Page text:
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New Blue Exoplanet Shares Only Its Color With Earth

July 11, 2013
Image Caption: This illustration shows HD 189733b, a huge gas giant that orbits very close to its host star HD 189733. The planet's atmosphere is scorching with a temperature of over 1000 degrees Celsius, and it rains glass, sideways, in howling 7000 kilometre-per-hour winds. Credit: NASA, ESA, M. Kornmesser

Brett Smith for redOrbit.com – Your Universe Online

Using imagery from the Hubble Space Telescope, astronomers have determined that a planet orbiting a star close to our solar system has a deep azure blue color when seen from space, much like Earth.

The international team that made the discovery noted similarities between these two planets likely end at their color, as the exoplanet HD 189733b is being described as a gas giant with thousand degree temperatures and violent winds in its atmosphere.

Only 63 light years from Earth, HD 189733b is referred to as a “hot Jupiter,” a class of planets that resemble our solar system’s own gas giants but which orbit much closer to their sun than Saturn or Jupiter. It has been a recent planet of interest for Hubble and other telescopes.

“This planet has been studied well in the past, both by ourselves and other teams,” said Frederic Pont of the University of Exeter in the United Kingdom and a Hubble program leader. “But measuring its color is a real first – we can actually imagine what this planet would look like if we were able to look at it directly.”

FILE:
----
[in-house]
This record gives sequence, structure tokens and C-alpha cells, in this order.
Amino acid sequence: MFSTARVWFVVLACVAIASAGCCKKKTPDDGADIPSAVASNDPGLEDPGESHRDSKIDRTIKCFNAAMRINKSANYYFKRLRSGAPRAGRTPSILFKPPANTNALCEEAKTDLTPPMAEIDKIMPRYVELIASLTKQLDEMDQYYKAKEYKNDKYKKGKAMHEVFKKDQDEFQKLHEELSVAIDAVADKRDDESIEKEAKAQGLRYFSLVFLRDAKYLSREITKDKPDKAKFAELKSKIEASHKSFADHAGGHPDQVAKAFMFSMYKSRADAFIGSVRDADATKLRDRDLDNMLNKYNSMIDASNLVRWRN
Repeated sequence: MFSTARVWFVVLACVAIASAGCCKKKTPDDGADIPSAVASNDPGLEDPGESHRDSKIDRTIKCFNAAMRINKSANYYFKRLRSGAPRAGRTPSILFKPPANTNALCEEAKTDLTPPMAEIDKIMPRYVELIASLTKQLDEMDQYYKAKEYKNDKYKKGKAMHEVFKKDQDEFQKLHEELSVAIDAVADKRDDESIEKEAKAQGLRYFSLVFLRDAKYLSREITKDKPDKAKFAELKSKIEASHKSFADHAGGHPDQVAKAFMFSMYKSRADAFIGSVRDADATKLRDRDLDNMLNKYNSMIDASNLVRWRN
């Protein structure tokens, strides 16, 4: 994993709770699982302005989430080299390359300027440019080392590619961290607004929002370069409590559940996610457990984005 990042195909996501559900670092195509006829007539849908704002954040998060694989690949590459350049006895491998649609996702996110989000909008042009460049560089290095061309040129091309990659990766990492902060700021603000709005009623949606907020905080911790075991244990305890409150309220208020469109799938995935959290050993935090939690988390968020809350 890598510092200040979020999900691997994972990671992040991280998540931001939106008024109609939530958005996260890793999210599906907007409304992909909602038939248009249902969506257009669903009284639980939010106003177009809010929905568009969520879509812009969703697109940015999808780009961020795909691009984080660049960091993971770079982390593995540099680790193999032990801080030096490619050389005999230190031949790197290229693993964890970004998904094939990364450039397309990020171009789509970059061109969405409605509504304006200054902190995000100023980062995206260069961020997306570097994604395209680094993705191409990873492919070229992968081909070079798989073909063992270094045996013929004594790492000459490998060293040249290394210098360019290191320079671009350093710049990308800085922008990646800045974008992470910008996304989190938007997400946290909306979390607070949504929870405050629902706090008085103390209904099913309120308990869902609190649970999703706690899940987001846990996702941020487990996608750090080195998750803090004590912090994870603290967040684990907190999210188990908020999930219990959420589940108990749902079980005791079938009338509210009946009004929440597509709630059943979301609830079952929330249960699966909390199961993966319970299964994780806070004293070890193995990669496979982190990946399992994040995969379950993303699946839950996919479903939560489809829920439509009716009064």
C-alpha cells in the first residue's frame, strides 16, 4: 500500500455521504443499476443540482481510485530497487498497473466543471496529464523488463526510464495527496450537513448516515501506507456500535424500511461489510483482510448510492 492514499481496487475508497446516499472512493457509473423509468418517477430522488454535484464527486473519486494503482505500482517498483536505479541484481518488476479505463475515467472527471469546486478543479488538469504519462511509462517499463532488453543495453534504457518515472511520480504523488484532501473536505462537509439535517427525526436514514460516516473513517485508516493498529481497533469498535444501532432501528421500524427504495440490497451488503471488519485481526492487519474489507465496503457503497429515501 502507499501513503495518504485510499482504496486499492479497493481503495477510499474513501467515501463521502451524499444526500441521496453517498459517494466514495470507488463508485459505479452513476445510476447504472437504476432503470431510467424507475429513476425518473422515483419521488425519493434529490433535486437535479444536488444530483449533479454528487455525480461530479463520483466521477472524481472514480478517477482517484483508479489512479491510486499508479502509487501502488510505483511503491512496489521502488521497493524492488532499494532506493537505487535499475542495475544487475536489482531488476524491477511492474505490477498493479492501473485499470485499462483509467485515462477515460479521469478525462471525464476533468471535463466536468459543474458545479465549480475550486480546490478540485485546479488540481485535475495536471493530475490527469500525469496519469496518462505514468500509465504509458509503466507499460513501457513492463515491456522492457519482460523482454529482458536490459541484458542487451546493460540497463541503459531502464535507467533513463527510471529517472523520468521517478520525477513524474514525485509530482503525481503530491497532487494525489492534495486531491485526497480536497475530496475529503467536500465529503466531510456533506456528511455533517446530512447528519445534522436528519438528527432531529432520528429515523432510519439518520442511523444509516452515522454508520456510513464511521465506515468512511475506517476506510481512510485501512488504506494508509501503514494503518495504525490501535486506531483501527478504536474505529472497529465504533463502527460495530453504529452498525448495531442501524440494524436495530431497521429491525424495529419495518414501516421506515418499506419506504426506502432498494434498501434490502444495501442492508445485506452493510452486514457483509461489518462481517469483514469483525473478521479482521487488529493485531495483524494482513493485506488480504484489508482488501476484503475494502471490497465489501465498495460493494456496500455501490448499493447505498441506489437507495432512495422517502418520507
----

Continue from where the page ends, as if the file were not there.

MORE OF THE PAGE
According to the team’s report in Astrophysical Journal Letters, they were able to use the planet’s albedo, or light reflected off its surface, to determine its color. The planet’s reflected light was isolated from the light of its star using Hubble’s Space Telescope Imaging Spectrograph (STIS) to watch the entire system before, during and after the planet passed behind its star. When the planet passed behind the star, its reflected light was blocked from view, changing the dynamics of the entire system’s light being seen from Earth.

We saw the brightness of the whole system drop in the blue part of the spectrum when the planet passed behind its star,” explained co-author Tom Evans of the University of Oxford. “From this, we can gather that the planet is blue, because the signal remained constant at the other colors we measured.”

According to the team, the planet’s color comes not from blue oceans, but rather from a muddled, chaotic atmosphere filled with silicate particles which disperse blue light. The Hubble observations allowed the scientists to confirm previous theories about the planet’s blue color.

The colors of gaseous planets like Jupiter and Venus are due to unknown atmospheric particles. Earth, on the other hand, appears blue because the oceans strongly absorb red and green light and reflect the bluish hue of our sky, the scientists said.

“It’s difficult to know exactly what causes the color of a planet’s atmosphere, even for planets in the Solar System,” Pont said. “But these new observations add another piece to the puzzle over the nature and atmosphere of HD 189733b. We are slowly painting a more complete picture of this exotic planet.”

First discovered in 2005, HD 189733b is one of a number of hot Jupiters known to exist throughout the Universe. The planet is relatively close to Earth and unlike anything else in our own Solar System, making it an attractive object of study for researchers.


Source: Brett Smith for redOrbit.com - Your Universe Online



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